answer; There are different climates in Arizona, including micro-climates such as irrigated fields, backyard ponds and man-made golf courses, which affect the severity and duration of the mosquito season. We also know that areas can have heartworm infection in wild species such as coyotes, and these infected wild animals can be a source of infection to your dog or cat as well. Despite the fact that heartworm disease may not be diagnosed as often in Arizona as in some other states, it is definitely present.
The American Heartworm Society is now recommending year-round prevention, even in states like Arizona. And remember, if your dog or cat travels out of state with you or to another part of Arizona where mosquitoes are common, they may be at higher risk of exposure.
Are heartworms more common in certain areas of the United States?
answer; Heartworms have been found in all 50 states. Certain areas have a higher risk of heartworm. Some very high risk areas cover large regions, such as near the Atlantic and Gulf coasts and along river tributaries. Most states have "hot spots" where the heartworm infection rate is very high compared to other areas in the same state. Factors affecting the level of risk of heartworm infection include the climate (temperature, humidity), the species of mosquitoes in the area, presence of mosquito breeding areas and presence of animal reservoirs (such as infected dogs or coyotes).
Is there an effective natural prevention for heartworm?
answer; No, there is no natural prevention for heartworms.
Is it OK to have surgery on a heartworm positive dog or cat?
answer; If surgery can be postponed, it is better to treat a dog for the heartworms first. If this isn't possible, your veterinarian can assess your dog and make appropriate recommendations. Since cat are not routinely treated for heartworm infection, your veterinarian can assess your cat and make appropriate recommendations.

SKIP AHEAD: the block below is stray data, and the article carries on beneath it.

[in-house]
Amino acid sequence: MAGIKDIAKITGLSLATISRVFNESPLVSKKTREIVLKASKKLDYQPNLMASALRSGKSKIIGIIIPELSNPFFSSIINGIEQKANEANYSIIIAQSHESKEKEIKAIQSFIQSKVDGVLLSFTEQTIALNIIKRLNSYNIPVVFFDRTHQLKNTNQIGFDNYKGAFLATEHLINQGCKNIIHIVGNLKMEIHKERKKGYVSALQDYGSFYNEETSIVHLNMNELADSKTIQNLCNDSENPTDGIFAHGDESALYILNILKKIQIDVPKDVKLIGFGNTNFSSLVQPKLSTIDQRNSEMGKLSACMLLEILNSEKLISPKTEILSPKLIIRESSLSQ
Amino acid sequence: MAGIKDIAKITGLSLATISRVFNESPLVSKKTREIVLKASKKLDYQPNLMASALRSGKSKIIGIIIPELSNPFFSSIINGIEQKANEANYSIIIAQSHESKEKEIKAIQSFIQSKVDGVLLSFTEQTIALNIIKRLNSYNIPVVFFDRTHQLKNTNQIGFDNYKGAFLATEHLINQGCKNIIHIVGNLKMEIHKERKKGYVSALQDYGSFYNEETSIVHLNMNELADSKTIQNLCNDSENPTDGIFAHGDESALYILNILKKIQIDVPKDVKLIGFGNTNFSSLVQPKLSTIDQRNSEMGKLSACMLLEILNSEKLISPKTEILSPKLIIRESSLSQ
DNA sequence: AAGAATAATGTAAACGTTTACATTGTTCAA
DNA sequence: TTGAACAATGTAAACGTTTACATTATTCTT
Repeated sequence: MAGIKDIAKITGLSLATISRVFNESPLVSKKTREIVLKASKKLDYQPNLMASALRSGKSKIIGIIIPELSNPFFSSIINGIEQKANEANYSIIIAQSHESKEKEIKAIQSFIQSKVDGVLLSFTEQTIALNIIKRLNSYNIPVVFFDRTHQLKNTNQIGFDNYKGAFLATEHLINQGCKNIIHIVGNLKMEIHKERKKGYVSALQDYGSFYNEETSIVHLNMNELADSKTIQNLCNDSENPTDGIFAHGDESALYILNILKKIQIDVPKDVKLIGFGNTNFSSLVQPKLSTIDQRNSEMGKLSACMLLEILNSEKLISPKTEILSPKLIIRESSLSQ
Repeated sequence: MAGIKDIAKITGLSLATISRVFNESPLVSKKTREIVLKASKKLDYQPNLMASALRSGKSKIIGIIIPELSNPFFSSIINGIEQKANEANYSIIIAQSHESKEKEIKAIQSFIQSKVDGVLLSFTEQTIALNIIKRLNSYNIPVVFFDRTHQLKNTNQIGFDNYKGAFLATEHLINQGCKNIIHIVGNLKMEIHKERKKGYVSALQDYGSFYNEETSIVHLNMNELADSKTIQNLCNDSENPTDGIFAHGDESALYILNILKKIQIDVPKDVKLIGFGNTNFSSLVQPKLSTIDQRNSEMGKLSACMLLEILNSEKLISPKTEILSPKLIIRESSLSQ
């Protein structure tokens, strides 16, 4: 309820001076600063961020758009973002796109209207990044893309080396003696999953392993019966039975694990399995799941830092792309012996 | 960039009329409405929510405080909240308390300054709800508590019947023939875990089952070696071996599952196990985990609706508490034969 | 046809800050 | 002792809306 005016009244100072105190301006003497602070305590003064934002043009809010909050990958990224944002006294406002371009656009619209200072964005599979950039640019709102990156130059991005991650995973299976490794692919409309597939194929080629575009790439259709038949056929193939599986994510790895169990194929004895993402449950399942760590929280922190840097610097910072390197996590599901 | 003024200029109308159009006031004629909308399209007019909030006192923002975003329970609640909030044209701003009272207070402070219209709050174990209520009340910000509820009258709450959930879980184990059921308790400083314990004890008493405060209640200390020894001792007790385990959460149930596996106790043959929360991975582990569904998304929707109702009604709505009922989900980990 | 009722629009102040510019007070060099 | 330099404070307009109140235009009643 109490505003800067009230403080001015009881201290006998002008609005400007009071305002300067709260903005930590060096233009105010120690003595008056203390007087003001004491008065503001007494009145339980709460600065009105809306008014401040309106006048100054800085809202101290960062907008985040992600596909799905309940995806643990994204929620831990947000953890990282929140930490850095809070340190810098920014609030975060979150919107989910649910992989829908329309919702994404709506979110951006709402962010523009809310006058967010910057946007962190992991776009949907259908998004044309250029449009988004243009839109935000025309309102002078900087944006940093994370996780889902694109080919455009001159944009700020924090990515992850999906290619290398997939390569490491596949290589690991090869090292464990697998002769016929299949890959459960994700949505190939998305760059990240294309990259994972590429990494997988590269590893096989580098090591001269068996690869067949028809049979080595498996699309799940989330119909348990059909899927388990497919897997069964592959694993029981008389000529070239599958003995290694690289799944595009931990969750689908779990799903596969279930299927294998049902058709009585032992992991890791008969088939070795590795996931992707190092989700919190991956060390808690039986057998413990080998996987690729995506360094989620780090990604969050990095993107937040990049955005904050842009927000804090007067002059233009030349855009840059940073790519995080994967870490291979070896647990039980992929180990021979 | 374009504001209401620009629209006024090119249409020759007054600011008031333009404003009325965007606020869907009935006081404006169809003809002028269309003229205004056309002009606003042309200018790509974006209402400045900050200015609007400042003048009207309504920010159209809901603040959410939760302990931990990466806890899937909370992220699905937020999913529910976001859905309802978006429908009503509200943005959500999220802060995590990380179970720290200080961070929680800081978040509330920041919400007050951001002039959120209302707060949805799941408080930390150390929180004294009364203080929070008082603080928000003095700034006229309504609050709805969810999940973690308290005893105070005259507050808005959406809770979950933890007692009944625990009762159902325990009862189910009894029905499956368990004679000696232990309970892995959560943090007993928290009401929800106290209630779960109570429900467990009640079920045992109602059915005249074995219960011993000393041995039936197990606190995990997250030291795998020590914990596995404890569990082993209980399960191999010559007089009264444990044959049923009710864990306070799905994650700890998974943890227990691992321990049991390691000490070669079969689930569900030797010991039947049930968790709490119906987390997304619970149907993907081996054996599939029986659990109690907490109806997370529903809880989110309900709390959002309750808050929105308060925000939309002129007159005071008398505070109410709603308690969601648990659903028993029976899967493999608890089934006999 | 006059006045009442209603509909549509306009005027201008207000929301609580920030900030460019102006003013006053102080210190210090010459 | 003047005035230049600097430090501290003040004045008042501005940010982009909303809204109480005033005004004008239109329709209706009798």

How often should I have my cat tested for heartworms?
answer; Heartworm infection in cats is easily overlooked and harder to detect than in dogs. The preferred method for screening cats include, the use of both an antigen and an antibody test. Your veterinarian may also use X-rays or ultrasound to look for heartworm infection. Your cat should be tested prior to starting a preventive, and annually thereafter. Remember, since there is no approved treatment for heartworm infection in cats, prevention is critical.
What are the signs of heartworm disease in cats?
answer; Signs of heartworm disease in cats can be very subtle and misleading. Signs may include coughing, asthma-like attacks, intermittent vomiting, lack of appetite, or weight loss. Occasionally ataxia (difficulty walking), seizures, fluid accumulation in the abdomen (ascites) and syncope (fainting) have been reported as well. Unfortunately, the first sign in some cases is sudden collapse of the cat, or sudden death.
My cat goes outside daily. Should I put her on heartworm preventive medication?
answer; The prevalence of feline heartworm infection parallels that found in the local dog population, but at a somewhat lower rate. If heartworms are found in dogs in your area, cats are also at risk and should be placed on preventive medication. The products that prevent heartworm disease also remove intestinal parasites that are potentially contagious to family members. Intestinal parasites are a year-round problem and require year-round treatment and prevention.
My cat never goes outside. Should I put her on heartworm preventive medication?
answer; Whether living indoors or outdoors, cats can be exposed to mosquitoes carrying heartworm disease. While the outdoor cat is more likely to be bitten by a higher number of mosquitoes, mosquitoes do get into our homes and are capable of biting our indoor pets. It is important to realize that a single heartworm can cause severe consequences. Multiple studies have reported a significant number of heartworm infections in cats living exclusively indoors. If heartworms are found in dogs in your area, cats are also at risk and should be placed on preventive medication.
Can heartworm larvae spread to kittens through the mother's bloodstream?
answer; No. Heartworm larvae are transmitted from one animal to another only by the bite of a mosquito carrying the infective stage of the larvae.
What is the treatment for heartworm disease in dogs?